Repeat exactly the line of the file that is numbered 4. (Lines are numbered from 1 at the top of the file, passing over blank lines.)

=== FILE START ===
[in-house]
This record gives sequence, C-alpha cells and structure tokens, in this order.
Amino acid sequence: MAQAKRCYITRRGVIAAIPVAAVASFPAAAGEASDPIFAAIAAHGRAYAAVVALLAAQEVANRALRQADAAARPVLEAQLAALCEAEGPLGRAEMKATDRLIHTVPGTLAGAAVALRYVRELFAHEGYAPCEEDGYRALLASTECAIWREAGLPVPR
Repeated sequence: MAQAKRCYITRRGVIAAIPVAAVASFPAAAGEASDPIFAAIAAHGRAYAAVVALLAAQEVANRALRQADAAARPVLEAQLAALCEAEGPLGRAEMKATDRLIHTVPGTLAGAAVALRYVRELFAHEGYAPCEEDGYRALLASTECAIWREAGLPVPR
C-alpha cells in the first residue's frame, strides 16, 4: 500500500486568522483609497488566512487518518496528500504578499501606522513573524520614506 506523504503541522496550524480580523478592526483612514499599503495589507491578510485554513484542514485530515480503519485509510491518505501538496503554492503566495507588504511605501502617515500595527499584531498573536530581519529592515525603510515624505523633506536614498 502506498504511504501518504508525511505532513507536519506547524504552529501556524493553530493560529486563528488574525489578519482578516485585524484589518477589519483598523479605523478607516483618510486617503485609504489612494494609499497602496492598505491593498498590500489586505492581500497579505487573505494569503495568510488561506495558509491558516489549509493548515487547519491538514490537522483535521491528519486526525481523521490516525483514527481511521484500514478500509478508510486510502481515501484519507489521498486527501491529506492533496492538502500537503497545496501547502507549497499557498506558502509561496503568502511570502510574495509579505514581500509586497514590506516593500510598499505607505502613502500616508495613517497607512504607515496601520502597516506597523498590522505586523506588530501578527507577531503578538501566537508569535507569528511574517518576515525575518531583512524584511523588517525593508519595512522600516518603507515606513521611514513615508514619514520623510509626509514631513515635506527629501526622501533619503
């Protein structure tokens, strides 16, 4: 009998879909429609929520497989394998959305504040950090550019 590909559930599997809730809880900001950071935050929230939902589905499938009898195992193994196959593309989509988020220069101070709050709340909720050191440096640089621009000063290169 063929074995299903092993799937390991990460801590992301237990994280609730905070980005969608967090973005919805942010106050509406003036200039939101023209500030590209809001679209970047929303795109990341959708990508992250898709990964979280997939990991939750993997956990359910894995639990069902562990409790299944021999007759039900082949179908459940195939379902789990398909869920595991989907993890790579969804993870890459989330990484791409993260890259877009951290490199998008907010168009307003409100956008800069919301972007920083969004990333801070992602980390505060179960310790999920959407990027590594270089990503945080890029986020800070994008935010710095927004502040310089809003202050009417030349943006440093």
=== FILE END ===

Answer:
Repeated sequence: MAQAKRCYITRRGVIAAIPVAAVASFPAAAGEASDPIFAAIAAHGRAYAAVVALLAAQEVANRALRQADAAARPVLEAQLAALCEAEGPLGRAEMKATDRLIHTVPGTLAGAAVALRYVRELFAHEGYAPCEEDGYRALLASTECAIWREAGLPVPR